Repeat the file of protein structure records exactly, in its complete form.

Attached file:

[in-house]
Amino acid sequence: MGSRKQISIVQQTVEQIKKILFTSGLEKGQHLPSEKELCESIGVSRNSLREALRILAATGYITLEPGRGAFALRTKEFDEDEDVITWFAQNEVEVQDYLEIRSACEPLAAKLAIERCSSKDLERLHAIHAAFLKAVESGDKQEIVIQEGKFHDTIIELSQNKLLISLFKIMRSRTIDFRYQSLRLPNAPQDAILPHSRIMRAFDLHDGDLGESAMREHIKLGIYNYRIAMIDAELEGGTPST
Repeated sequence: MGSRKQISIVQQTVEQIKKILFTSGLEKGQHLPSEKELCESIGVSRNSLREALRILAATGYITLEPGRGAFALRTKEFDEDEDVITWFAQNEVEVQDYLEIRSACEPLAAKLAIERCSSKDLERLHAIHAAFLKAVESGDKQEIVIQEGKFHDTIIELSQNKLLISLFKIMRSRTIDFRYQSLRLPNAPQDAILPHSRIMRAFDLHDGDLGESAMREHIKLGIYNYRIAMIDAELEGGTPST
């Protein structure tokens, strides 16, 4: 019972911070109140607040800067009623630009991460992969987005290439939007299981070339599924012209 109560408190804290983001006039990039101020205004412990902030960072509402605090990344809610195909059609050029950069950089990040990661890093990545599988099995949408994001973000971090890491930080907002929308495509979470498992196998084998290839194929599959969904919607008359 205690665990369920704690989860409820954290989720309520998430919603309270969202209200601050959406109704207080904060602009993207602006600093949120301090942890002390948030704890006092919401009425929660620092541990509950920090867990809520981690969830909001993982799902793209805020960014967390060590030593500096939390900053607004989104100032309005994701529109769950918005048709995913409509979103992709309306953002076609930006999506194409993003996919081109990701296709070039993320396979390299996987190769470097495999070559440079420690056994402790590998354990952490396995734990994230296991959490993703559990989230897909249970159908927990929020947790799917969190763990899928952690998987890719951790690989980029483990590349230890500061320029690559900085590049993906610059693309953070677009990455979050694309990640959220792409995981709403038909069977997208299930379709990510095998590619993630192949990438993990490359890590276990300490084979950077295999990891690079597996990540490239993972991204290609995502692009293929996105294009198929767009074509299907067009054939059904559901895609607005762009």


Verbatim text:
[in-house]
Amino acid sequence: MGSRKQISIVQQTVEQIKKILFTSGLEKGQHLPSEKELCESIGVSRNSLREALRILAATGYITLEPGRGAFALRTKEFDEDEDVITWFAQNEVEVQDYLEIRSACEPLAAKLAIERCSSKDLERLHAIHAAFLKAVESGDKQEIVIQEGKFHDTIIELSQNKLLISLFKIMRSRTIDFRYQSLRLPNAPQDAILPHSRIMRAFDLHDGDLGESAMREHIKLGIYNYRIAMIDAELEGGTPST
Repeated sequence: MGSRKQISIVQQTVEQIKKILFTSGLEKGQHLPSEKELCESIGVSRNSLREALRILAATGYITLEPGRGAFALRTKEFDEDEDVITWFAQNEVEVQDYLEIRSACEPLAAKLAIERCSSKDLERLHAIHAAFLKAVESGDKQEIVIQEGKFHDTIIELSQNKLLISLFKIMRSRTIDFRYQSLRLPNAPQDAILPHSRIMRAFDLHDGDLGESAMREHIKLGIYNYRIAMIDAELEGGTPST
């Protein structure tokens, strides 16, 4: 019972911070109140607040800067009623630009991460992969987005290439939007299981070339599924012209 109560408190804290983001006039990039101020205004412990902030960072509402605090990344809610195909059609050029950069950089990040990661890093990545599988099995949408994001973000971090890491930080907002929308495509979470498992196998084998290839194929599959969904919607008359 205690665990369920704690989860409820954290989720309520998430919603309270969202209200601050959406109704207080904060602009993207602006600093949120301090942890002390948030704890006092919401009425929660620092541990509950920090867990809520981690969830909001993982799902793209805020960014967390060590030593500096939390900053607004989104100032309005994701529109769950918005048709995913409509979103992709309306953002076609930006999506194409993003996919081109990701296709070039993320396979390299996987190769470097495999070559440079420690056994402790590998354990952490396995734990994230296991959490993703559990989230897909249970159908927990929020947790799917969190763990899928952690998987890719951790690989980029483990590349230890500061320029690559900085590049993906610059693309953070677009990455979050694309990640959220792409995981709403038909069977997208299930379709990510095998590619993630192949990438993990490359890590276990300490084979950077295999990891690079597996990540490239993972991204290609995502692009293929996105294009198929767009074509299907067009054939059904559901895609607005762009």